As pipeline spills get worse, regulators are in bed with Big Oil


The website Midwest Energy News asks a very good question:

When a ruptured pipeline spilled 20,000 barrels of oil into a North Dakota wheat field last month, a state health official said it was “the best place it could’ve occurred” — far from population centers and water supplies.

But what if a similar spill occurs in the worst place?

For better or worse, the year 2013 will be remembered as the year of the oil-and-gas transportation crisis. Already, we’ve had the ExxonMobil pipeline spill that assaulted a residential neighborhood in Arkansas, and the deadly rail catastrophe that devastated a small town in Quebec. The incident referred to by the Midwest News was particularly appalling — a major spill in a North Dakota field that went undetected for days.

Thanks to fracking and other high-tech drilling techniques, the United States is once again the world’s leading producer of fossil fuels — and it’s done so without the transportation infrastructure to carry all that oil and gas to market. Now the industry is pressuring the Obama administration to approve a large-scale Keystone XL pipeline project — that I very much oppose — but the story that’s not getting nearly enough attention is how badly both industry and government regulators do with the industry we’ve got.

The other day I wrote about how Washington doesn’t have nearly enough inspectors for the growing number of pipeline miles. Now it turns out that the inspectors that we have are not spending their time very wisely:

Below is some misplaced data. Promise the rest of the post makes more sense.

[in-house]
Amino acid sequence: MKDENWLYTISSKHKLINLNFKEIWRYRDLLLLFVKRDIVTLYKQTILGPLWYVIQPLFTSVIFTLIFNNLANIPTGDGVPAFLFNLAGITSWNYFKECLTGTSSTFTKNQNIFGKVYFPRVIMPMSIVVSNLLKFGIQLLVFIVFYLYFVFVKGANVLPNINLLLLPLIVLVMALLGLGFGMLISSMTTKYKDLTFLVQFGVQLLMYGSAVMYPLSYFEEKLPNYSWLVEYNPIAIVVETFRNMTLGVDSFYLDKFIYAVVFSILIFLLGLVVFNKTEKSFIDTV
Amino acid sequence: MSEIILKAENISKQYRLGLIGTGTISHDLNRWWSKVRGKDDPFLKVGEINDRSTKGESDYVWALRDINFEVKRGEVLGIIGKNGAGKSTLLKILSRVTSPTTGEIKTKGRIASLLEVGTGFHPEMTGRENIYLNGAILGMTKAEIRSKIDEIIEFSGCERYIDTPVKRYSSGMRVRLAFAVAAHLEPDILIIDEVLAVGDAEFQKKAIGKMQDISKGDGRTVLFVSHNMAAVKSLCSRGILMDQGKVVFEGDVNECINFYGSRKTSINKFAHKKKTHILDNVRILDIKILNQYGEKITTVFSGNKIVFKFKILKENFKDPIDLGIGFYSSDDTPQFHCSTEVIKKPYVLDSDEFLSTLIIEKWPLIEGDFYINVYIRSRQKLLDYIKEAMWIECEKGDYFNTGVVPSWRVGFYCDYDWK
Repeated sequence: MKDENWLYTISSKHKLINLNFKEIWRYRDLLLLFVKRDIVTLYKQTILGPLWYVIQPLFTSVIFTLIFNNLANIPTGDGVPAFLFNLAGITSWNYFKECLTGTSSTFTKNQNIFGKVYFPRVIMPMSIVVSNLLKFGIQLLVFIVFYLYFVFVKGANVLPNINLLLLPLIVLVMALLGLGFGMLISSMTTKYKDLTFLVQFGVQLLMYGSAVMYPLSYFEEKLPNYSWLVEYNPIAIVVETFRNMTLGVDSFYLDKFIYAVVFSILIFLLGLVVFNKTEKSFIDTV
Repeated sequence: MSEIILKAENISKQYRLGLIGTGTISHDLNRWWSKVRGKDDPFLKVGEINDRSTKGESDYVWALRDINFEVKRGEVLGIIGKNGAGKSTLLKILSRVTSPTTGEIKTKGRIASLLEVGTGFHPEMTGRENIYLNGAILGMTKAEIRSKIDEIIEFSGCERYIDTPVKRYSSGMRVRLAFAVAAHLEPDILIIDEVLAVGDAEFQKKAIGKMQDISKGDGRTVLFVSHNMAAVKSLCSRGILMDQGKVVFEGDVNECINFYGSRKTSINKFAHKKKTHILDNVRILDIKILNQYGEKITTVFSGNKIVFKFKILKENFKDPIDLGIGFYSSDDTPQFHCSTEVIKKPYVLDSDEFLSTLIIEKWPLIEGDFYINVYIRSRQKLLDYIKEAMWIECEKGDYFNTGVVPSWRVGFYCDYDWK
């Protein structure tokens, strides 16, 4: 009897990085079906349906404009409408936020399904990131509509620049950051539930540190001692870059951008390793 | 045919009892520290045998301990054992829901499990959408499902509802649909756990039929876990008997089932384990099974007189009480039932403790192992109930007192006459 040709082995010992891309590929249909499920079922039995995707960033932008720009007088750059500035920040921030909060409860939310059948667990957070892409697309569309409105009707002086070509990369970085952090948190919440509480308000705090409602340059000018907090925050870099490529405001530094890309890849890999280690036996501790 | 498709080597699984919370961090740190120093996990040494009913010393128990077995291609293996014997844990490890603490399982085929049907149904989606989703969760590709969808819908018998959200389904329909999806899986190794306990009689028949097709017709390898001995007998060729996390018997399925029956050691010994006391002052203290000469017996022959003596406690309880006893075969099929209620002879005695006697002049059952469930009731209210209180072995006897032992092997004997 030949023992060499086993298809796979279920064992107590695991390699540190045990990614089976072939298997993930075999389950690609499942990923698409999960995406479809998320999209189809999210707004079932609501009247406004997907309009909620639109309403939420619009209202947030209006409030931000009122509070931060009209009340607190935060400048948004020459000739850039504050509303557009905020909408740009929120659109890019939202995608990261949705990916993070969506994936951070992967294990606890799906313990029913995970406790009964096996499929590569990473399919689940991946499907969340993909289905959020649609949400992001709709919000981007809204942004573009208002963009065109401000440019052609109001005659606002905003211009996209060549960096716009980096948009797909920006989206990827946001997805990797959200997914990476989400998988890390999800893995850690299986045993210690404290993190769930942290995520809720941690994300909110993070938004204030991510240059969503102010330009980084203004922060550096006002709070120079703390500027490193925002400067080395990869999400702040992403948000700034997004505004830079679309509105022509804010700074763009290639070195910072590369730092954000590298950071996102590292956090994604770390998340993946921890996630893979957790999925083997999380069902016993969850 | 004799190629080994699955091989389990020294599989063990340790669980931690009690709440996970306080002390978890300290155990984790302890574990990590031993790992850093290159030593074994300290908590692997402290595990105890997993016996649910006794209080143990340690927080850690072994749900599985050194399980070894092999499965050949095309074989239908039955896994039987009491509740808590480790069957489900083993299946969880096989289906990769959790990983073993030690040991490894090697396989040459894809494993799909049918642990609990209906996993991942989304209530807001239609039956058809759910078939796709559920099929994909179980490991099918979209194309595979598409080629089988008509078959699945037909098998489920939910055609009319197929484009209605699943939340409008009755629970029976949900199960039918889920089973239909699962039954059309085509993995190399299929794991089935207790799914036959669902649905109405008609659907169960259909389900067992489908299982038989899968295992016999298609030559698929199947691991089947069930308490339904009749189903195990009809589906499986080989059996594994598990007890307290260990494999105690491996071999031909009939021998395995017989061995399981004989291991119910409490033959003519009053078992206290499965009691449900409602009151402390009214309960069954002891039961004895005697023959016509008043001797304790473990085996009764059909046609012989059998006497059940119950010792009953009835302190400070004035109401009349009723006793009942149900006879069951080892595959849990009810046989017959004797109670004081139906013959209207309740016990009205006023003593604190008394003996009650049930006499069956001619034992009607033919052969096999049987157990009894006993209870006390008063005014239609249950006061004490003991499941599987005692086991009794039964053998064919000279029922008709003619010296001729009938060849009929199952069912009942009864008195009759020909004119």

U.S. federal pipeline safety workers spend more time schmoozing at industry events and conferences than taking care of the millions of miles of pipeline laid across the U.S., according to records released Tuesday by the Public Employees for Environmental Responsibility.

“PHMSA is like the college student who does his research assignments at frat parties rather than in the library,” Kathryn Douglass, the environmental group’s staff counsel, said in a statement about the Pipeline and Hazardous Materials Safety Administration.

Between 2007 and 2012 the PHMSA spent nearly a quarter of a billion dollars in travel expenses for industry events. The amount of money the agency spent on travel expenses related to pipeline incidents was about $100 million less than that.

In addition, 3,000 staff days were “wasted” when large delegations went to 850 events and conferences, said PEER, which includes local, state and federal environmental professionals.

The people in places like Mayflower, Arkansas, and Tioga, North Dakota, should find this type of behavior unforgivable. But it’s another symptom of America’s addiction to oil. This week, some climate change activists said that while it’s important to fight the Keystone XL project, we’ve reached the point where we need to oppose all new fossil fuel projects. That’s a very radical solution, but I will say this: we need to learn to safely handle the oil we have.

To read about recent pipeline spills from Midwest Energy News, please check out:

For more from the International Business Times about the behavior of pipeline regulators, please go to:

Read about what’s next for climate activists:

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Stuart H. Smith is an attorney based in New Orleans fighting major oil companies and other polluters.
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